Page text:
An argument I recently heard in favor of protectionism is that consumer’s don’t have perfect information, therefore it is the job of the government to pass tariffs against companies and trade partners who do things objectionable.
There are two main issues with this argument. First, “objectionable” is a moral judgement. What a rich, white person in the United States considers objectionable a poor, Asian in China might not. Additionally, what Jon Murphy finds objectionable, John Smith might not. To base national policy on one person’s morals is a gateway to tyranny.
The second issue with the argument is the note about perfect information. “Perfect” doesn’t exist in this world. Nothing is perfect. No market is perfectly competitive. Economic actors are not perfectly rational. There are no good people or bad people. We are merely people who do good and bad things. And there is no such thing as perfect information. What is necessary is not perfect information, but accurate information. Prices, we know, convey such information. When prices are distorted (whether through price controls, tariffs, what-have-you), the information provided is no longer accurate. Decisions made off such information is now more likely to be harmful. More harmful, indeed, then having imperfect information. Chances are, any given economic actor will never have perfect information. But what he will have is the knowledge and information of his particular time and space.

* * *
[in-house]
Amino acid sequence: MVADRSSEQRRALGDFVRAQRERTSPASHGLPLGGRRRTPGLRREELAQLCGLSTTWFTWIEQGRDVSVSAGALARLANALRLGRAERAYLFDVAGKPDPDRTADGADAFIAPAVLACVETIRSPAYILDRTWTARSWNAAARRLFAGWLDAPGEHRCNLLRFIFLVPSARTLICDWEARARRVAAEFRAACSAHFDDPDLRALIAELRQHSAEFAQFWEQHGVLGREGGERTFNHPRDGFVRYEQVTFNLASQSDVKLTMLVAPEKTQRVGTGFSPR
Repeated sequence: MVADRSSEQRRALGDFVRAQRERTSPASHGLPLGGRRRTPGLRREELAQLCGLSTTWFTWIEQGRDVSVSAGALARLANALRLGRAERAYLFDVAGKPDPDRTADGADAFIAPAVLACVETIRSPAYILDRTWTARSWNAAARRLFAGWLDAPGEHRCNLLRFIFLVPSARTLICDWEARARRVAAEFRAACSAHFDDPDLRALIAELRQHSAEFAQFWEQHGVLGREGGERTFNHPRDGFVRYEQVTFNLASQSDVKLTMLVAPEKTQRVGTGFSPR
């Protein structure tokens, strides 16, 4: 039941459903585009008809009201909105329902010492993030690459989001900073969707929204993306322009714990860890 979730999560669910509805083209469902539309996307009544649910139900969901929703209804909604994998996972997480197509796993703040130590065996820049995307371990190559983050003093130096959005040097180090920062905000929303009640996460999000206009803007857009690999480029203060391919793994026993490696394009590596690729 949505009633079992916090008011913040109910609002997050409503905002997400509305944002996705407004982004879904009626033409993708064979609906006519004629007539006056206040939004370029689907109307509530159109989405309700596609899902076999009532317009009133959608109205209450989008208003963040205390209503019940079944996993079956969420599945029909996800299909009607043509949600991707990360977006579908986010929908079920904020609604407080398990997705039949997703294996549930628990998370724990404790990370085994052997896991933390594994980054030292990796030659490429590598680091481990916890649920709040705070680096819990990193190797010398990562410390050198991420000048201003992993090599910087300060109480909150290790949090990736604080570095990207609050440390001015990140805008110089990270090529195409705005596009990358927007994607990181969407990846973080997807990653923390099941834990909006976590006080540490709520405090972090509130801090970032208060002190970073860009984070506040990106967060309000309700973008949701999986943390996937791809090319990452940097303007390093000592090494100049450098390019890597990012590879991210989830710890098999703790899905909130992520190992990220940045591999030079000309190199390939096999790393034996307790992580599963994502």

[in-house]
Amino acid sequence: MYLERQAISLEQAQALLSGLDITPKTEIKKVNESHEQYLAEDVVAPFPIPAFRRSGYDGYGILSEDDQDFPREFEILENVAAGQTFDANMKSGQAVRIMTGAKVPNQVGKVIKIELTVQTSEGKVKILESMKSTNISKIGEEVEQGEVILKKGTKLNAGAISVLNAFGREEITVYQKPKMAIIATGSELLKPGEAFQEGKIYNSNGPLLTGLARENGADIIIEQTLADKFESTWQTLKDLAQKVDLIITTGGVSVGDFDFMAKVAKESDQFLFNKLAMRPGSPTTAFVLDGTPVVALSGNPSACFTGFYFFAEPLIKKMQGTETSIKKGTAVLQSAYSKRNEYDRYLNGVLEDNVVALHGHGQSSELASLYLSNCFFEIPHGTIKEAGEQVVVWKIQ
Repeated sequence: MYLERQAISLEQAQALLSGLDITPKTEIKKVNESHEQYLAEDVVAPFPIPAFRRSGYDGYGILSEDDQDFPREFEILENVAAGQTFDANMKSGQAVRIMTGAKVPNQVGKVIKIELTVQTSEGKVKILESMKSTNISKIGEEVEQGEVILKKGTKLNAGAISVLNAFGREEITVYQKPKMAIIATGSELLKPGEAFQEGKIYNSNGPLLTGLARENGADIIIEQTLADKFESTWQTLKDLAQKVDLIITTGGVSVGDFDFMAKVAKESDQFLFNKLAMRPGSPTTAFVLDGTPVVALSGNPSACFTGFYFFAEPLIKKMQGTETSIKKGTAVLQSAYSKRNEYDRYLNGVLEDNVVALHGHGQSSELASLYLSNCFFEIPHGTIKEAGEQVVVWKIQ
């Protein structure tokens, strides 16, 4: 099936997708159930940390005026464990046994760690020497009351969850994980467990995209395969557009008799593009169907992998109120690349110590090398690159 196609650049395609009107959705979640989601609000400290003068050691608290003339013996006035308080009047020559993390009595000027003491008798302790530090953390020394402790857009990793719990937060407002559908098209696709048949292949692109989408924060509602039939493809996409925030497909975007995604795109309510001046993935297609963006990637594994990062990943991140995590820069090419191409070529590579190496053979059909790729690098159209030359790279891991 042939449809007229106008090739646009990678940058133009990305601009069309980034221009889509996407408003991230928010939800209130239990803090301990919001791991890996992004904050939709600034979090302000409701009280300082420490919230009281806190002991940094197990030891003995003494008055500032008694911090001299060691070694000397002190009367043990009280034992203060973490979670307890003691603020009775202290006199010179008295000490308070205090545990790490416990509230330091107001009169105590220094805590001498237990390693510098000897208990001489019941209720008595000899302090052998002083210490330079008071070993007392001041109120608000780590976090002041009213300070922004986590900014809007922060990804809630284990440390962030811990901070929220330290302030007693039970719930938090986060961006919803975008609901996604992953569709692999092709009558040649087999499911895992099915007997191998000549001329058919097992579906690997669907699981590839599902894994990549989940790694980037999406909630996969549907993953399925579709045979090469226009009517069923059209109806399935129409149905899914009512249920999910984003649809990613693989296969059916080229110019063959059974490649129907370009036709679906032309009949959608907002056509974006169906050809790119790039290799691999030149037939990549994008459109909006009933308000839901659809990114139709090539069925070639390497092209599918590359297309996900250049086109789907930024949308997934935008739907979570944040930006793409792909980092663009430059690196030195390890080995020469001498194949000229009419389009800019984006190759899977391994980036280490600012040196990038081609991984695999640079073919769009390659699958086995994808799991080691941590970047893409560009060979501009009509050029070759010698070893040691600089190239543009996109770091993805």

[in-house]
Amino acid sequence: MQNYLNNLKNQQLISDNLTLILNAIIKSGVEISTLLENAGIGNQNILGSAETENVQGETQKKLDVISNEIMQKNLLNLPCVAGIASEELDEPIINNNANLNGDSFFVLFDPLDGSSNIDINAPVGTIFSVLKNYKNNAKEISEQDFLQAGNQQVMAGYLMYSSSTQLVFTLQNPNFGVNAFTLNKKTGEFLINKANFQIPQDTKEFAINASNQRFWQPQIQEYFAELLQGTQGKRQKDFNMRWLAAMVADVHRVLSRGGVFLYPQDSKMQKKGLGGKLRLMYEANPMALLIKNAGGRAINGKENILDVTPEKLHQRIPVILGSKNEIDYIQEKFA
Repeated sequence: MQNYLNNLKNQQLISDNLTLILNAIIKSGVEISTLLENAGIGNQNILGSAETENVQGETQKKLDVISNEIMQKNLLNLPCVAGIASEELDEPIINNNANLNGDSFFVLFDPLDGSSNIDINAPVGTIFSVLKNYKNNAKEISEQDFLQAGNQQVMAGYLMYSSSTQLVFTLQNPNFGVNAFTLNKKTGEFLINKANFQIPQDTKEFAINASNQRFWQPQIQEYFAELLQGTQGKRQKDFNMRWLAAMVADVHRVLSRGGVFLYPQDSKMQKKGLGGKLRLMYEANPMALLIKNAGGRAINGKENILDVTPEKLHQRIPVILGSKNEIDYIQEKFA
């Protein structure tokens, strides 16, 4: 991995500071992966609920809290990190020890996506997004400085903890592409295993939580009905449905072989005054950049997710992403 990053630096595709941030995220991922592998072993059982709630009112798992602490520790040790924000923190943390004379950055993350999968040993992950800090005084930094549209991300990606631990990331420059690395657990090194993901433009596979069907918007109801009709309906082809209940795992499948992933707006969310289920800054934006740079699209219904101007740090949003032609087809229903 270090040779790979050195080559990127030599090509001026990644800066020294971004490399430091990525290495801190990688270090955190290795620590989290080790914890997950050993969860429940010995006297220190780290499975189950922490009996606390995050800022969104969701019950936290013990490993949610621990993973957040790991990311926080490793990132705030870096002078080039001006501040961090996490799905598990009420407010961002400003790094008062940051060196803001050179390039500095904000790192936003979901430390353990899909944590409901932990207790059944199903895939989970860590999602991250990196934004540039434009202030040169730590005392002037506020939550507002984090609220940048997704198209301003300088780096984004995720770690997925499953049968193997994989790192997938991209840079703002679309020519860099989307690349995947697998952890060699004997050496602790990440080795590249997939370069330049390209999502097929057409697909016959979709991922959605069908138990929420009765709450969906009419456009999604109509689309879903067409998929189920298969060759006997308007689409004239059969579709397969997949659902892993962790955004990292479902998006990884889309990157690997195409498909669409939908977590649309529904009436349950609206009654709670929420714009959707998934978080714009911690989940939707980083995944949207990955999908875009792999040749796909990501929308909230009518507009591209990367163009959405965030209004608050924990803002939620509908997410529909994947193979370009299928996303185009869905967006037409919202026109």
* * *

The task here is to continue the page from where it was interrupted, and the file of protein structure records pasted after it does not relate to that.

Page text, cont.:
Besides, if any given economic actor doesn’t have perfect information, why assume some government entity would be in any better position?